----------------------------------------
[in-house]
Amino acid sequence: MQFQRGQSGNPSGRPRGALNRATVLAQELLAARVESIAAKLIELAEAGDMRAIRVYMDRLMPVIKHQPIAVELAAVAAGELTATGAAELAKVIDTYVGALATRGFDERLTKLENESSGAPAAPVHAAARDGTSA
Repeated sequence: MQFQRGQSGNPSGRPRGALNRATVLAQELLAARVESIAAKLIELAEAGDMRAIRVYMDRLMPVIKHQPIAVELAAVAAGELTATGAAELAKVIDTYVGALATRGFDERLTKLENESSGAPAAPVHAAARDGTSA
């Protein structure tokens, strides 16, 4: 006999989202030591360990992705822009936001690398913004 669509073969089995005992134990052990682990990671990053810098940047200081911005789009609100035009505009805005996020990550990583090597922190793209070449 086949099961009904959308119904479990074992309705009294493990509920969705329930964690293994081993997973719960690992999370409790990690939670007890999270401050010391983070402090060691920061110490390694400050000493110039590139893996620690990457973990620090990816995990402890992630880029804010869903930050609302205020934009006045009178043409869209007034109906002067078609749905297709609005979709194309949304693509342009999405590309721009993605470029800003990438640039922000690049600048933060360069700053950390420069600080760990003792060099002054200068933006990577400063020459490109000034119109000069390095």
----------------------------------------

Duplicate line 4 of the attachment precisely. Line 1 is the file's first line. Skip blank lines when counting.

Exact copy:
């Protein structure tokens, strides 16, 4: 006999989202030591360990992705822009936001690398913004 669509073969089995005992134990052990682990990671990053810098940047200081911005789009609100035009505009805005996020990550990583090597922190793209070449 086949099961009904959308119904479990074992309705009294493990509920969705329930964690293994081993997973719960690992999370409790990690939670007890999270401050010391983070402090060691920061110490390694400050000493110039590139893996620690990457973990620090990816995990402890992630880029804010869903930050609302205020934009006045009178043409869209007034109906002067078609749905297709609005979709194309949304693509342009999405590309721009993605470029800003990438640039922000690049600048933060360069700053950390420069600080760990003792060099002054200068933006990577400063020459490109000034119109000069390095």